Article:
Market Trends 2022 – Q3

The Weight of the Evidence

According to market veteran Ed Yardeni, “This has been the most
anticipated recession of all time.” At the same time, earnings expectations
have not only not fallen; they are actually higher now than at the end of last
year.

You may have noticed that in the 3rd and 4th quarters of 2021, our
portfolios began to become more defensive. We did this by shortening
fixed-income duration, thereby reducing interest rate risk, and by
rebalancing from what we perceived as expensive growth to more
moderately priced value allocations. As it turns out, 2021 saw a cyclical
peak in speculation; the belief that certain companies and assets would
always go up.

Many try to compare today’s environment to the 1970s when inflation and
unemployment both hit 13%. Today, with inflation potentially peaking and a
severe labor shortage ( rather than surplus) the comparison to the 1970s is
highly suspect. Even if they aren’t, you may find this interesting:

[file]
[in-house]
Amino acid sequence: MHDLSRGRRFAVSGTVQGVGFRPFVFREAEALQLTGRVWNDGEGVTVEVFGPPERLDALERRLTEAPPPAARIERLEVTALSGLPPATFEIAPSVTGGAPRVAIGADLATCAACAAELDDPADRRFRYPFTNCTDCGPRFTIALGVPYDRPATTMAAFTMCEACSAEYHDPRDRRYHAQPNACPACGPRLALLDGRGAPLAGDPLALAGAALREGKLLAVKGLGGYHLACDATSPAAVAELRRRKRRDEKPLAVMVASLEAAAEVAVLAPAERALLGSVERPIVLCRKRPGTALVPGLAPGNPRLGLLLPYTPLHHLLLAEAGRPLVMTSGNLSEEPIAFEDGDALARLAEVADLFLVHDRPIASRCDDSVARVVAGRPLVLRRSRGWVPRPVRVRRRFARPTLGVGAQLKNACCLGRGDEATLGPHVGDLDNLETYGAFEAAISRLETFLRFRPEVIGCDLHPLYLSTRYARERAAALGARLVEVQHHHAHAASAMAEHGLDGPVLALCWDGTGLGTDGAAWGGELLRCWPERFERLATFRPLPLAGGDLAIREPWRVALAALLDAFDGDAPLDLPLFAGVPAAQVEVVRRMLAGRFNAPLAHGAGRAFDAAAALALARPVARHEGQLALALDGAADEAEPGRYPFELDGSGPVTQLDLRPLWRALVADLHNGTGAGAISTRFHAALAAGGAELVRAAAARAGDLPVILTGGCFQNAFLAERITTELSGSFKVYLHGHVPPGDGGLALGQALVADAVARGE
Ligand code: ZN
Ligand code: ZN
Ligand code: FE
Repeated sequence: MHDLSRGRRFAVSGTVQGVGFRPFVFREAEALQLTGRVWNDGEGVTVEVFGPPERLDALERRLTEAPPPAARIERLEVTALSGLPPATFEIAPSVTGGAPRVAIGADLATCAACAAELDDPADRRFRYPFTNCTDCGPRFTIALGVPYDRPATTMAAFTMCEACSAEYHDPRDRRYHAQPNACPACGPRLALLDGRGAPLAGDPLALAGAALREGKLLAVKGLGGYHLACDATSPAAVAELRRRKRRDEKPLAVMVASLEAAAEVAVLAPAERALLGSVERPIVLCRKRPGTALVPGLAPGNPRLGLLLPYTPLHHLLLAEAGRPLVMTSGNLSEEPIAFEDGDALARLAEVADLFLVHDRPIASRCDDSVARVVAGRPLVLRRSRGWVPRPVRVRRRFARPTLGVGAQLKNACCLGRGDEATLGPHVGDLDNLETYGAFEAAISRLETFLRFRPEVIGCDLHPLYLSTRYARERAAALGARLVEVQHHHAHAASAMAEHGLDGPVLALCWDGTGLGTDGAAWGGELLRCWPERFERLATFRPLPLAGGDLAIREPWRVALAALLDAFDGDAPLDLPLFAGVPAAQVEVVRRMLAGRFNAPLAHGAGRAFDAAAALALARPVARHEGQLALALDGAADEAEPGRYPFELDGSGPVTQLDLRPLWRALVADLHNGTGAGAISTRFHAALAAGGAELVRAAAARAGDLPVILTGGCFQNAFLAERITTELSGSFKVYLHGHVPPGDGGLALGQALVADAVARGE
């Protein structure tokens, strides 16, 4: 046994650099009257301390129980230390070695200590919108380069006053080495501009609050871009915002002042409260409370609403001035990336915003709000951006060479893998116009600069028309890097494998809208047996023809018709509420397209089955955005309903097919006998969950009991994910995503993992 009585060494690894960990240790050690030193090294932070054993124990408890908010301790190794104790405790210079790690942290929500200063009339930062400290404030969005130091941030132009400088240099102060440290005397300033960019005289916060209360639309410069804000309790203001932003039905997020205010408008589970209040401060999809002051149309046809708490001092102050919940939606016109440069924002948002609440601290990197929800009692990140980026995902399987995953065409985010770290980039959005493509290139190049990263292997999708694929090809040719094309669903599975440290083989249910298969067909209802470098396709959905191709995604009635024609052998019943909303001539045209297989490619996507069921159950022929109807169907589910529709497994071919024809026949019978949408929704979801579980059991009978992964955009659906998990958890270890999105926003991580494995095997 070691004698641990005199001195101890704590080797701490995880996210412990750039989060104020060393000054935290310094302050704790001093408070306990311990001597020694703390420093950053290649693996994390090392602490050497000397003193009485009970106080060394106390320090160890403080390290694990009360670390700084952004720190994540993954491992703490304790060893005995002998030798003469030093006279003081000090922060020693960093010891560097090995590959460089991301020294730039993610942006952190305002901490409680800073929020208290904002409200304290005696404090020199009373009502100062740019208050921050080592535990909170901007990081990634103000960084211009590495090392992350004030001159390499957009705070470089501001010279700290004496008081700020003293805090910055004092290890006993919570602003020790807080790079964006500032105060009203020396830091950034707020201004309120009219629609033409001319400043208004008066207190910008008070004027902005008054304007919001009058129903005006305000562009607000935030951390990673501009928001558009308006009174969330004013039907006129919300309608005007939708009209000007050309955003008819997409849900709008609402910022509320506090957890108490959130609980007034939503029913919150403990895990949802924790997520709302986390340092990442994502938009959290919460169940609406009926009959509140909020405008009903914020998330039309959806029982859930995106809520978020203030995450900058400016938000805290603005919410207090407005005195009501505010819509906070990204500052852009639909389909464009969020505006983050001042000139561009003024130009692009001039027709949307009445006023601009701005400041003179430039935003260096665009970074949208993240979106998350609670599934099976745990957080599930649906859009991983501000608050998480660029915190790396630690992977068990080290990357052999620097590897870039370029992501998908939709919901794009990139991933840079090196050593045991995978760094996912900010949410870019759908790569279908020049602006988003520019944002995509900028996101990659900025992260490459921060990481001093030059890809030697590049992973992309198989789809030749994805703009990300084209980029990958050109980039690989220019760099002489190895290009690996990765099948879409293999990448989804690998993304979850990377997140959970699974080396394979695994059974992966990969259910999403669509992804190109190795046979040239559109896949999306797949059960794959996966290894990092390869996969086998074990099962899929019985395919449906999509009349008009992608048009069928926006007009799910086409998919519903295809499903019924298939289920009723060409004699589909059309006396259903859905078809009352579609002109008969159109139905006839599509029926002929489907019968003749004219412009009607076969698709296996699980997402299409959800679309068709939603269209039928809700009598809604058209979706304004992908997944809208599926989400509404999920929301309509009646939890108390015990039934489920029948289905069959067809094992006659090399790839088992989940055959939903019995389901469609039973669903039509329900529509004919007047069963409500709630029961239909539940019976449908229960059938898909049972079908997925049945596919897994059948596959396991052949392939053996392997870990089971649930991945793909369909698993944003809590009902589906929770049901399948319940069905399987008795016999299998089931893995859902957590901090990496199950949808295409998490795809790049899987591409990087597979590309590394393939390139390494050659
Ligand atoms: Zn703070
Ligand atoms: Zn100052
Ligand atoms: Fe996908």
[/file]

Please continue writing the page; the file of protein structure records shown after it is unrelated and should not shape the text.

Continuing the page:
From 1973 – 1982 the U. S. experienced 5% inflation and 5%
unemployment every single year. Our Chief Investment Officer, David
Stuyck calculated that the average annual total return of the S&P 500 for
that 10-year period was not down, but up 6.6%. That period included a
market downturn worse than anything seen since the great depression down
35%. After that, the average annual total return from 1975-1982 was
14.6%.

Our country has many financial and economic issues to deal with. I don’t
need to enumerate them here: all one needs to do is turn on the news for
60 seconds What those headlines too often miss is that we still have
innumerable hard-working entrepreneurs, creative designers, and
incredibly bright scientists working every day to invent and develop new
ideas, services, and products to improve our lives.

As Warren Buffet has said, betting against America has never been a good
idea. Just ask King George III.